After the appropriate amount of fat is removed, small drainage tubes may be inserted into the defatted areas to remove blood and fluid that accumulate during the first few days. If significant fluid or blood is lost during the surgery, the patient may require fluid replacement (intravenously) or even a blood transfusion.

    After the surgery, pressure bandages are applied to stop any bleeding, as well as help maintain shape. Bandages are kept in place usually for at least 2 weeks. The doctor may call from time to time to check on one’s health status and monitor healing. A visit back to the surgeon after 5-7 days is often recommended. Occasionally, liposuction is associated with weight gain. This is due to the increased fluid from surgery.

    Liposuction may or may not require hospitalisation, depending on the location and extent of surgery. Liposuction can be done in an office-based facility, in a surgery centre on an outpatient basis, or in a hospital. A stay in a hospital may be required if a larger volume of fat is being removed, or if one is having other procedures done at the same time.
  • What is the cost of the procedure?

    The cost of any surgery varies significantly between surgeons, medical facilities, and regions of the country. Surgery charges can be separated into five parts:
    1. the surgeon's fee,
    2. the anaesthesiologist's fee,
    3. he hospital charges, which includes nursing care and the operating room
    4. medications, and
    5. additional charges (assisting surgeon; treatment of complications; diagnostic procedures, such as blood or X-ray examinations; medical supplies; or equipment use).
    Insurance coverage for surgery expenses depends on many factors and should be explored for each individual instance.
  • What are its benefits?

    The following are some of the uses for liposuction:
    • Cosmetic reasons are the most common, unsightly fat bulges, or an abnormal chin line.
    • To improve sexual function by reducing abnormally placed fat deposits on the inner thighs, thus allowing easier access to the vagina.
    • Body shaping for people who are bothered by fatty bulges or irregularities that cannot be eliminated by diet and/or exercise.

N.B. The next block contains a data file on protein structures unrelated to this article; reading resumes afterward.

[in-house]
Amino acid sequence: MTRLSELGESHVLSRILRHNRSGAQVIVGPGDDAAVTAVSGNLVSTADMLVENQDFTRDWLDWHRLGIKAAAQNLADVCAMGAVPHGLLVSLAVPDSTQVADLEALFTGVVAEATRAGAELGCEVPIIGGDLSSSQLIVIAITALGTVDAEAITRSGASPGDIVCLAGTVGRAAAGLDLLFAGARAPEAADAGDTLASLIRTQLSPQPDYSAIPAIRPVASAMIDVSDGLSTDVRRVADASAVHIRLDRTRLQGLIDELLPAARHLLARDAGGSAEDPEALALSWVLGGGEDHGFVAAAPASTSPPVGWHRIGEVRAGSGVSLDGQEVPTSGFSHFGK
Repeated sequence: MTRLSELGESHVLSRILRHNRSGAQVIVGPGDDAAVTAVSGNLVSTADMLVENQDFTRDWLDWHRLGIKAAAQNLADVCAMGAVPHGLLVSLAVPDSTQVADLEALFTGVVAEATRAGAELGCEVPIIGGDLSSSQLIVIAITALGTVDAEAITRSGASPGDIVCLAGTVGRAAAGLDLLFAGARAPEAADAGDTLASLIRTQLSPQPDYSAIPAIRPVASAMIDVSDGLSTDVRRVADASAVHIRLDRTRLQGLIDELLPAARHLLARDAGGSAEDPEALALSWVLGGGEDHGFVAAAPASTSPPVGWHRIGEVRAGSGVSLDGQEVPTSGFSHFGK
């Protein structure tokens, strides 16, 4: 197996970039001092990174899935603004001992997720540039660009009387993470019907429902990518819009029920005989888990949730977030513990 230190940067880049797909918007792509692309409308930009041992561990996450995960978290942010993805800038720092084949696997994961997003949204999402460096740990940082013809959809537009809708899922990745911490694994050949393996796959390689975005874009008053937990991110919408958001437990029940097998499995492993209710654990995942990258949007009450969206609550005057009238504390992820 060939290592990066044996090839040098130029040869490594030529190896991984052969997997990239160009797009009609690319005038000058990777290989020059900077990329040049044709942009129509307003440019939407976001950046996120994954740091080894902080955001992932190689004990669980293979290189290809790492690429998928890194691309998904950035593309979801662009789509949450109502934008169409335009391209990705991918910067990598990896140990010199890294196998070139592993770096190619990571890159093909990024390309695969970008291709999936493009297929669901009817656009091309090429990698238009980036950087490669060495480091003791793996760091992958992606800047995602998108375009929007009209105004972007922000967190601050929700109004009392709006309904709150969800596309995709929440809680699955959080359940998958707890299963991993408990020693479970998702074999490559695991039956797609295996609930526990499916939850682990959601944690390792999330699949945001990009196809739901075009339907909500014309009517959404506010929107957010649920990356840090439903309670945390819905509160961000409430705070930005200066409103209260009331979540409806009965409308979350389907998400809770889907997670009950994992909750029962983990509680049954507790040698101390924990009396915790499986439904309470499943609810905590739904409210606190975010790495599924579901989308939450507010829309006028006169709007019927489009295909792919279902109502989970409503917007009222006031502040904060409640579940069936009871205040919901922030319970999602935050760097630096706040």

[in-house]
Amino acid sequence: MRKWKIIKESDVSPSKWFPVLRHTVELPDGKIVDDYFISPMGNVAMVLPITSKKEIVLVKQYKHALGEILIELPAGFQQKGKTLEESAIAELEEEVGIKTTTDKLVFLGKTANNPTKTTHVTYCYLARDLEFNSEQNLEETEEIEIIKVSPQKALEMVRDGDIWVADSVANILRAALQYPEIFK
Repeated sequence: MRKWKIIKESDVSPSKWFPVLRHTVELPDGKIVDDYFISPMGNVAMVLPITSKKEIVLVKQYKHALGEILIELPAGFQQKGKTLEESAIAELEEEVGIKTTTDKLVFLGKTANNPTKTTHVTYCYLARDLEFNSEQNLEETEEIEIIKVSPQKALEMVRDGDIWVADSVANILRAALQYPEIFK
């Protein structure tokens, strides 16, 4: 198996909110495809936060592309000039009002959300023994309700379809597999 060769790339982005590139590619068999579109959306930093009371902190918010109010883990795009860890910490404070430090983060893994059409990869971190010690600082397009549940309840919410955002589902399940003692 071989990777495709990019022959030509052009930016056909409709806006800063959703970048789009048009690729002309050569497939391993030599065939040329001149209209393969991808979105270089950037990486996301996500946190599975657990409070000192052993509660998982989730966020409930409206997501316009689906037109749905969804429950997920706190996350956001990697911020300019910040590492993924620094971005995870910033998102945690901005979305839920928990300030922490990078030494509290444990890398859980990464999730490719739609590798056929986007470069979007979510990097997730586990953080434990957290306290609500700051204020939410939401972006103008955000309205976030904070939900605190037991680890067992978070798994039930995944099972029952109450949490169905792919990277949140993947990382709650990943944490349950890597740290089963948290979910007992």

However, liposuction is generally not appropriate for these uses:
    • Liposuction is not a substitute for exercise and diet, and it is not a cure for generalized obesity. However, it may be used in sequenced removal of fat from isolated areas at different points in time.
    • It is not an effective treatment for the uneven, dimpled appearance of skin.
    • Certain areas should not have liposuction performed on them, such as the fat on the sides of the breasts. This is due to the fact that the breast is a common site for cancer.
    Many alternatives to liposuction may be considered, including abdominoplasty (tummy tuck), excision of lipomas (fatty tumour), reduction mammoplasty (breast size reduction), or a combination of plastic surgery approaches.
  • What are the risks?

    Certain pre-existing conditions should be thoroughly checked and brought under control before any surgery, including liposuction:

    • History of cardiac problems (heart attack)
    • Hypertension
    • Diabetes
    • Reactions to medications (allergies)
    • Pulmonary problems (shortness of breath, air pockets in blood stream)
    • Allergies (antibiotics, asthma, surgical prep)
    • Smoking, alcohol, or drug use
    There are also inherent risks associated with liposuction:
    • Shock (usually from inadequate fluid replacement during the surgery)
    • Fluid overload, usually from the procedure
    • Infections
    • Bleeding, blood clot (thrombus)
    • Fat embolism (tiny globules of fat in the blood stream that block blood flow to tissues)
    • Nerve, skin, tissue, or organ damage or burns from the heat or instruments associated with liposuction
    • Asymmetry (uneven fat removal)
    • Drug reactions or overdose from the lidocaine used in the procedure
    • Scarring (skin surface may be irregular, asymmetric, especially in the older patient)